Hunger Makes The Wolf by Alex Wells
The strange planet known as Tanegawa’s World is owned by TransRifts Inc, the company with the absolute monopoly on interstellar travel. Hob landed there ten years ago, a penniless orphan left behind by a rift ship. She was taken in by Nick Ravani and quickly became a member of his mercenary biker troop, the Ghost Wolves.
Ten years later, she discovers that the body of Nick’s brother out in the dunes. Worse, his daughter is missing, taken by shady beings called the Weathermen. But there are greater mysteries to be discovered – both about Hob and the strange planet she calls home.
I immediately took to Hob Ravani. I’ll admit it might have been initially due to the cocky attitude, motorcycle, and eye-patch, but it turns out that there is much more to her than that. She is fiercely loyal to her friends and will gladly do anything for them. Her adopted father, Nick, is a cantankerous old so and so, but he looks after his own. He has a strong sense of justice and if he sees something wrong he’ll fix it. He has instilled that same sense of morality in Hob. The downtrodden of Tanegawa’s World are her kin, and if they are suffering she’ll sort it. Heaven help the person, or intergalactic space monopoly, who get on Hob’s bad side.
The rest of the biker gang, the Ghost Wolves, are an eclectic bunch. There is a scoundrel called Coyote who is my personal favourite. His life before joining the Wolves is a closed book, well, for a while anyway. I’m sure we’re all in agreement, what good is a murky past if it doesn’t come back to haunt you. I’m curious to see where this thread of the narrative will lead in the future. There is certainly a suggestion that there is more still to be revealed.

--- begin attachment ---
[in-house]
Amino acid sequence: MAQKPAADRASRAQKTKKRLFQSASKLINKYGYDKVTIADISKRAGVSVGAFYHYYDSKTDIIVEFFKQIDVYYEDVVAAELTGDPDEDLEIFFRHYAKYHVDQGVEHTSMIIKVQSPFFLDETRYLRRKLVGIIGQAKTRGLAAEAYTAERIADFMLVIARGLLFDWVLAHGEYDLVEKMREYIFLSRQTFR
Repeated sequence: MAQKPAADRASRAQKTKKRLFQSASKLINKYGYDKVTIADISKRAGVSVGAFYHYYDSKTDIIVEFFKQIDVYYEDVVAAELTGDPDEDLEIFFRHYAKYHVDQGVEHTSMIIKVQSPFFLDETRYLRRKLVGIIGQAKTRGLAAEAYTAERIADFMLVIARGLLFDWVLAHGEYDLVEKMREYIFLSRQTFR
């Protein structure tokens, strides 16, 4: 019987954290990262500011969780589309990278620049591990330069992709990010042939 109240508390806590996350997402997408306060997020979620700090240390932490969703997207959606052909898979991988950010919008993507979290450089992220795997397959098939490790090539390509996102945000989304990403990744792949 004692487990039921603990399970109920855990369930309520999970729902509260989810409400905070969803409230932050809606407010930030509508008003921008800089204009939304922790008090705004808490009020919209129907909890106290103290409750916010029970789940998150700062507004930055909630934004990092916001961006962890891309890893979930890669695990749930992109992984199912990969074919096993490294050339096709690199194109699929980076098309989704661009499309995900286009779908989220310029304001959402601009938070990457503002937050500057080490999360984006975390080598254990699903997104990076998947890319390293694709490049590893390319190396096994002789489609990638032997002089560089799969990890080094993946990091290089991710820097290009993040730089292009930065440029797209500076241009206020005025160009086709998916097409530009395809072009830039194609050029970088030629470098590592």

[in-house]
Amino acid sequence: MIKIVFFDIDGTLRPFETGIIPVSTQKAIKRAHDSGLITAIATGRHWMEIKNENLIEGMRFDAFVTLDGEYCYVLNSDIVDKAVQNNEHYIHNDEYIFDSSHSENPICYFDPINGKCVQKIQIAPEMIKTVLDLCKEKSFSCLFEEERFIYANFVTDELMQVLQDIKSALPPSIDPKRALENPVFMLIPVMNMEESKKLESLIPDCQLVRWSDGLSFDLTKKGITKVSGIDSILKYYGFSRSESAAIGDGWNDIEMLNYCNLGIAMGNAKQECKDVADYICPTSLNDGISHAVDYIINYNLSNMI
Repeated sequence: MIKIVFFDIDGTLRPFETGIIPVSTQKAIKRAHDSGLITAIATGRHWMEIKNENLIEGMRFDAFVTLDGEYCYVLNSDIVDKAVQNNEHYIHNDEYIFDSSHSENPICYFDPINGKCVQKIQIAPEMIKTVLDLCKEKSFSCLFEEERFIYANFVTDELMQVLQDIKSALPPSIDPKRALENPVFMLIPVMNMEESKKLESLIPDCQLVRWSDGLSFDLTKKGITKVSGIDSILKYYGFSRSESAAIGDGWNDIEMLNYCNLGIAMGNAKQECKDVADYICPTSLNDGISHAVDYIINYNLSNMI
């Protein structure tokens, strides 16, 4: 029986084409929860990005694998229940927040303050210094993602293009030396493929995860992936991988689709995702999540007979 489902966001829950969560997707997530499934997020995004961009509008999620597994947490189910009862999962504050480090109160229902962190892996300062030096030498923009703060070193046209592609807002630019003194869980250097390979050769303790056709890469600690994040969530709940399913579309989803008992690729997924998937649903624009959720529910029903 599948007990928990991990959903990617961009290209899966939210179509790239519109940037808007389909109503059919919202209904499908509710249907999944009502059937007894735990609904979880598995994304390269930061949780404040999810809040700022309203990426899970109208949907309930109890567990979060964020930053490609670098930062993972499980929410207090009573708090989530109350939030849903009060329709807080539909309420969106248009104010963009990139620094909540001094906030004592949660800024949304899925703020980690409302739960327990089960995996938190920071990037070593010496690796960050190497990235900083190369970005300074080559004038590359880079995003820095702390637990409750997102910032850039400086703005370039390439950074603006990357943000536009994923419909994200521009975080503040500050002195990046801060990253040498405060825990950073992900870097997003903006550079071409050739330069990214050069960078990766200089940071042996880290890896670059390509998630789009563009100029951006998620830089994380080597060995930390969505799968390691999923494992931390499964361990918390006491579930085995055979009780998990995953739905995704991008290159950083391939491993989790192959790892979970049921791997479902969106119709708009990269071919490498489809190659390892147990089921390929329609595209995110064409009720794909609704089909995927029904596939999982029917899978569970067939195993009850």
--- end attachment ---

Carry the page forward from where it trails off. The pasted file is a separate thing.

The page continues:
Thinking about it, there is an air of mystery that surrounds just about everything and everyone on this planet. Who, or what, is the enigmatic Bone Collector? Why is he so interested in Hob and her friends? Why are TransRifts Inc so insistent in working the local miners so hard? Who or what are the Weathermen, and will Hob survive long enough to discover anything close to answers to these questions?
I’d like to think that one day, mankind will properly explore the universe. We’ll travel to habitable planets and make them our home. What will happen to us then? Perhaps we will begin to change. Maybe some of us might end up not really being human any more at all. Will this change be caused by evolution, mutation or something more akin to “witchyness”? On Tanegawa’s World, the latter certainly seems to be the case. Hob and Nick both exhibit abilities that could easily be described as magic. The Bone Collector is also more than a little mystic in nature.
As has become my habit, I like to find some music to listen to while I read. My musical recommendation for Hunger Makes The Wolf was a no-brainer. The Firefly soundtrack by Greg Edmonson, he of Uncharted fame, is the perfect companion. Tanegawa’s World feels like it could easily be a place where Mal Reynolds and crew could find themselves. More than likely he would have dealings with the likes of the Ghost Wolves. Dammit, now that I’ve started thinking about this as a crossover I need it to happen. That would be all kinds of awesome.
I’ve said in the past that science fiction is the genre I have the most difficulty getting into, but books like Hunger Makes The Wolf are making me start to revise this opinion. I have to commend Alex Wells, this book was a genuine pleasure. Just goes to prove, irrespective of genre, you can’t go wrong with well-rounded characters and a plot that zips along at a good pace. Well done sir, well done. This is a cracking debut. I look forward to the Ghost Wolves returning in the future.
Hunger Makes The Wolf is published by Angry Robot Books and is available now.